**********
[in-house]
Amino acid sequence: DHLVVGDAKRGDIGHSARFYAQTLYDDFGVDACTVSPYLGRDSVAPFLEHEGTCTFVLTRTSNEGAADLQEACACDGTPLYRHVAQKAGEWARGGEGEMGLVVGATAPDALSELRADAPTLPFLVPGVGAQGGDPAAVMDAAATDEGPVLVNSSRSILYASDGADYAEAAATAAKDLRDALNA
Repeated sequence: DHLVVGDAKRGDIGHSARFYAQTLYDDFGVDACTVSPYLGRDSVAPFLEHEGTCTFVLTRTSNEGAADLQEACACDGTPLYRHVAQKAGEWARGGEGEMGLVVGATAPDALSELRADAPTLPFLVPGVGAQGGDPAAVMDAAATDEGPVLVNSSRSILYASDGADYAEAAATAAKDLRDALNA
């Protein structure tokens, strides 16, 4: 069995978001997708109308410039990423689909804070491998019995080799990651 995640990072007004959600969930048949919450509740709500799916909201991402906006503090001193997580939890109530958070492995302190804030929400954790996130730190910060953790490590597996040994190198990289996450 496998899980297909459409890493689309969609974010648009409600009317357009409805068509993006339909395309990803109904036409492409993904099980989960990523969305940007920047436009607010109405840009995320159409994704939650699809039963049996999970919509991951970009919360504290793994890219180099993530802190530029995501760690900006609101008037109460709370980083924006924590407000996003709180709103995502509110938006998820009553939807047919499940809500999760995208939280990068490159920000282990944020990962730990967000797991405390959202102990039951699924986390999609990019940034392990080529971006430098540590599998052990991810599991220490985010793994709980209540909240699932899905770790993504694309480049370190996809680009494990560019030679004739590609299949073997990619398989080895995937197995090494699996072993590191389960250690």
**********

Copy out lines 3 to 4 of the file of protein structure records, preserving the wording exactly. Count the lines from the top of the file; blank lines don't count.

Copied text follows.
Repeated sequence: DHLVVGDAKRGDIGHSARFYAQTLYDDFGVDACTVSPYLGRDSVAPFLEHEGTCTFVLTRTSNEGAADLQEACACDGTPLYRHVAQKAGEWARGGEGEMGLVVGATAPDALSELRADAPTLPFLVPGVGAQGGDPAAVMDAAATDEGPVLVNSSRSILYASDGADYAEAAATAAKDLRDALNA
């Protein structure tokens, strides 16, 4: 069995978001997708109308410039990423689909804070491998019995080799990651 995640990072007004959600969930048949919450509740709500799916909201991402906006503090001193997580939890109530958070492995302190804030929400954790996130730190910060953790490590597996040994190198990289996450 496998899980297909459409890493689309969609974010648009409600009317357009409805068509993006339909395309990803109904036409492409993904099980989960990523969305940007920047436009607010109405840009995320159409994704939650699809039963049996999970919509991951970009919360504290793994890219180099993530802190530029995501760690900006609101008037109460709370980083924006924590407000996003709180709103995502509110938006998820009553939807047919499940809500999760995208939280990068490159920000282990944020990962730990967000797991405390959202102990039951699924986390999609990019940034392990080529971006430098540590599998052990991810599991220490985010793994709980209540909240699932899905770790993504694309480049370190996809680009494990560019030679004739590609299949073997990619398989080895995937197995090494699996072993590191389960250690």